The River of Art


The Jaipur Literature Festival came to an end today. But lakhs of footfalls at the venue viewed huge eye-catching 3-D characters from world of books like Anna Karenina, Red Riding Hood and others. And these were brought to life by graphic artist Orijit Sen, who has penned the first graphic novel of India, the River of Stories. He is one the founders of The Pao Collective of Comics book artists. His PAO:The Anthology of Comics won the second Comic Con India Award in 2012 in the best graphic anthology category. His diverse works include public art works, which have been exhibited in India, England, Russia, France, Canada and various other countries. The Disappearing Tiger, a t-shirt designed by him has been recently featured at The Fabric of India exhibition at The Victoria and Albert Museum, London. Rajasthan Post’s Iram Tasleem caught up with him at the Lit Fest

How did you get interested in graphic art?

I have been interested in drawing since my childhood. I am a Bengali. I spent few years of my life in Rajasthan as my father was a cartographer and was posted at Mount Abu and my mother used to teach us to read and write Bangla. She had a primary book of Bangla, which has nice illustrations and she used to make us practice writing words. Instead of writing, I used to draw pictures from that book. So even before I could actually read and write, I started drawing.

Is this your first time at JLF? How did the idea of these 3-D literary installations come about?

Anubhav Nath, who runs Ojas Art Gallery puts up some of his artistic work here. He approached me for JLF, and I thought it would be interesting to do something new for the festival because I love literature a lot. When I came and saw the space in the palace, the lawns and people walking around, I felt it would be really nice to do 3-D installations. I thought of doing installations of some of my favourite characters from literature, who have inspired me in my life. Then I started to make list of characters that I would like to do. It was difficult to choose only six characters. It was a bit like the Man Booker prize process. First I have made a long list, then a short list and finally I decided on these six characters. They are from six different novels of different genres.

Orijit_Fotor

You have made these 3-D installations from recycled stuff.

I like working with cheap and common material, which everybody uses in their day to day affair. So I use material that people can connect with, so I thought of bamboo, wire, paper, textile, and other recycled objects. Like the gun of one character is made up of old pencil box of mine.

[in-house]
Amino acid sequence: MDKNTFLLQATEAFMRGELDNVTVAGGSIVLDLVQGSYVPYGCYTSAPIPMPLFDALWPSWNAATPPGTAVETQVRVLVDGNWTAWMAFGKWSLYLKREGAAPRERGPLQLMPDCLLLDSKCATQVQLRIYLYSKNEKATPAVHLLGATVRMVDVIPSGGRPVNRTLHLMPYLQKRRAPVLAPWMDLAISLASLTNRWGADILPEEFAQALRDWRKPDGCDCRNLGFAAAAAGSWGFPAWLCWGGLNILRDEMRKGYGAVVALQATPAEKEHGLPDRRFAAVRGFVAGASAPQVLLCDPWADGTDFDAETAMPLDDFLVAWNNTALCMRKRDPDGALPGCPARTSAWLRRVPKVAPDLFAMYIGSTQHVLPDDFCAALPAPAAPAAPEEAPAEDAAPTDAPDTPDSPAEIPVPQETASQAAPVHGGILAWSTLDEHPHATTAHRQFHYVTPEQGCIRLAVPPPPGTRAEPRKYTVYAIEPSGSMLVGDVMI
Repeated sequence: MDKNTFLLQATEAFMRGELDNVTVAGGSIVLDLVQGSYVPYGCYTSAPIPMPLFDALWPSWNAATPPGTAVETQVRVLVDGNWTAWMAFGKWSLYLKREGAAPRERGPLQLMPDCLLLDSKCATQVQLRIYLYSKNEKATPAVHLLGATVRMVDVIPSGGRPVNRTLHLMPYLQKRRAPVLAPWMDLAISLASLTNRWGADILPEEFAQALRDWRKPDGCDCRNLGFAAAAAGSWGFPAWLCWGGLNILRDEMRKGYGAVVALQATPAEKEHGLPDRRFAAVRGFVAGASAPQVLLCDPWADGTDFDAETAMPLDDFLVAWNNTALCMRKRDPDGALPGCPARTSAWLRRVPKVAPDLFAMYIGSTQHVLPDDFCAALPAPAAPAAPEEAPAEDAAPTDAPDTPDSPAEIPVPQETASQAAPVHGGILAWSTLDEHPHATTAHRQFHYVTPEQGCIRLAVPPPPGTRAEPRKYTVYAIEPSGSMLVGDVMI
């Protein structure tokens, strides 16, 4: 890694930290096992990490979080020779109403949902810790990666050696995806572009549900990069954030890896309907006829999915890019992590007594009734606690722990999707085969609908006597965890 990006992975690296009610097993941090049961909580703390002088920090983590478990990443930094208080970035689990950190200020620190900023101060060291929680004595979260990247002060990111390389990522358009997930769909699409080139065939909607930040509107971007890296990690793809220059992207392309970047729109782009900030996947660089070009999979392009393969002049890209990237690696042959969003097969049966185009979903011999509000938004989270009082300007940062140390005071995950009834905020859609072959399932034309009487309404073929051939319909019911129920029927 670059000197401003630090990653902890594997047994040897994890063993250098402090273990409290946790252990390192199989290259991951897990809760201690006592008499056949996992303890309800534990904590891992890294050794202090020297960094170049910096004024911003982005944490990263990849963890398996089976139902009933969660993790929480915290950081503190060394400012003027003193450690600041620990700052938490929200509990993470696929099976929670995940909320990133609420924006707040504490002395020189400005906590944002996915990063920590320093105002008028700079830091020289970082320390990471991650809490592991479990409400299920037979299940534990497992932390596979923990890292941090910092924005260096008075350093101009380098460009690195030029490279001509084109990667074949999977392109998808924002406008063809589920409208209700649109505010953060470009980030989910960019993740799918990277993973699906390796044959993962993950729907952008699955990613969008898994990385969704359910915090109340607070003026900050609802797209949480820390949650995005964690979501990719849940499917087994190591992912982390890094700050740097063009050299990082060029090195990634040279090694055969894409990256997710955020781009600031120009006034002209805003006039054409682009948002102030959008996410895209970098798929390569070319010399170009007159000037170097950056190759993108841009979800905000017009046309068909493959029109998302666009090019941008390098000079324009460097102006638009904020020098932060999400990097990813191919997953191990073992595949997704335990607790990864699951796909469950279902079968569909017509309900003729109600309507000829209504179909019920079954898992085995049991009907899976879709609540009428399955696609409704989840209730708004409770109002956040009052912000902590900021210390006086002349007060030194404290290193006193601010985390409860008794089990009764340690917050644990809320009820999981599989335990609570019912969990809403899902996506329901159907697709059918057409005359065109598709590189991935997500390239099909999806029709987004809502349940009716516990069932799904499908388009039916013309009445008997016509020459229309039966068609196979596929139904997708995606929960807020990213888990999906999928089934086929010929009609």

Did you make these installations keeping in mind the children?

When something is good and new it can be appreciated by children and adults both. Kids loved it and so did the adults.

Tell us about any one of your favourite characters among these six and why is it your favourite?

I cannot choose one. All six are my favourites. But if I have to select randomly, it would be Anna Karenina, a character from novel of Leo Tolstoy. I like her because of her powerful, complex character. That novel is also one of the greatest novels of all times. At the end of the novel, she commits suicide by jumping under the train. Here I have shown her standing symbolically. Here track symbolises the two parallel streams in her life and that she is trying to balance between the both.

Orijit3_Fotor

Tell us about graphic novel, River of Stories.

When I was a kid I loved comics. I used to read comics, collect comics and I started drawing my own comics also. I love telling stories and drawing comics is a logical way to combine both the things. I started making comics with my own characters in school. Then when I went to NID, Ahmedabad to study graphic designing, I came across interesting comics not just for kids but graphic novels like Maus comic by artist Art Spiegelman. It gave me an idea to draw a comic book on a subject that I was passionate about. After NID, I got involved with Narmada Bachao Andolan, a movement of building of a dam in the Narmada valley. I got so inspired by the movement that I decided to create a graphic novel based on it and named it River of Stories.

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